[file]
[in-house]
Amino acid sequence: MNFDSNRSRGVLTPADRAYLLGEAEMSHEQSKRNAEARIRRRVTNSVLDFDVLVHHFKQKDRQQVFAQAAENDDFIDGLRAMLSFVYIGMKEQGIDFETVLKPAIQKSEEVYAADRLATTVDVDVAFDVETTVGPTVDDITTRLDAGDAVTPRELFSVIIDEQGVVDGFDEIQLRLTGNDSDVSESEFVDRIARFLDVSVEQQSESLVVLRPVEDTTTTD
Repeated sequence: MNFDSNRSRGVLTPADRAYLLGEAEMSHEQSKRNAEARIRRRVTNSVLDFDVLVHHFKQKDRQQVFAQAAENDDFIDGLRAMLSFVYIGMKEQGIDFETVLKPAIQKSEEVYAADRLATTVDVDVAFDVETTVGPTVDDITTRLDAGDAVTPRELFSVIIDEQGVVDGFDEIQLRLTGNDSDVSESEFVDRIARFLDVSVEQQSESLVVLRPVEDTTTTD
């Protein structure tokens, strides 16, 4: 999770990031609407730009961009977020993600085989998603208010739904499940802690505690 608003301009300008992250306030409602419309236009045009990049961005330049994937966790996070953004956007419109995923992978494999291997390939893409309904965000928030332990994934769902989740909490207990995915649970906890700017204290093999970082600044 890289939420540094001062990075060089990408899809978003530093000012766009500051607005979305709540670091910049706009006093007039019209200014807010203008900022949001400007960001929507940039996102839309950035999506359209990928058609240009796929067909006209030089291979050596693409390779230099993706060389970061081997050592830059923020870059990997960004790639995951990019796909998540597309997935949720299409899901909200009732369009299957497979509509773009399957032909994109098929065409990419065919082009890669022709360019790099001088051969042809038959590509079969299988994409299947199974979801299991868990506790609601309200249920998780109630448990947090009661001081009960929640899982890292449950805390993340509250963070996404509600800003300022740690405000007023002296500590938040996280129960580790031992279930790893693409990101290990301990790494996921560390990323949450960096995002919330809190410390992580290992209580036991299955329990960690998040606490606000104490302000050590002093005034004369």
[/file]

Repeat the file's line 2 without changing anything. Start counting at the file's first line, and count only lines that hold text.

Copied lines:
Amino acid sequence: MNFDSNRSRGVLTPADRAYLLGEAEMSHEQSKRNAEARIRRRVTNSVLDFDVLVHHFKQKDRQQVFAQAAENDDFIDGLRAMLSFVYIGMKEQGIDFETVLKPAIQKSEEVYAADRLATTVDVDVAFDVETTVGPTVDDITTRLDAGDAVTPRELFSVIIDEQGVVDGFDEIQLRLTGNDSDVSESEFVDRIARFLDVSVEQQSESLVVLRPVEDTTTTD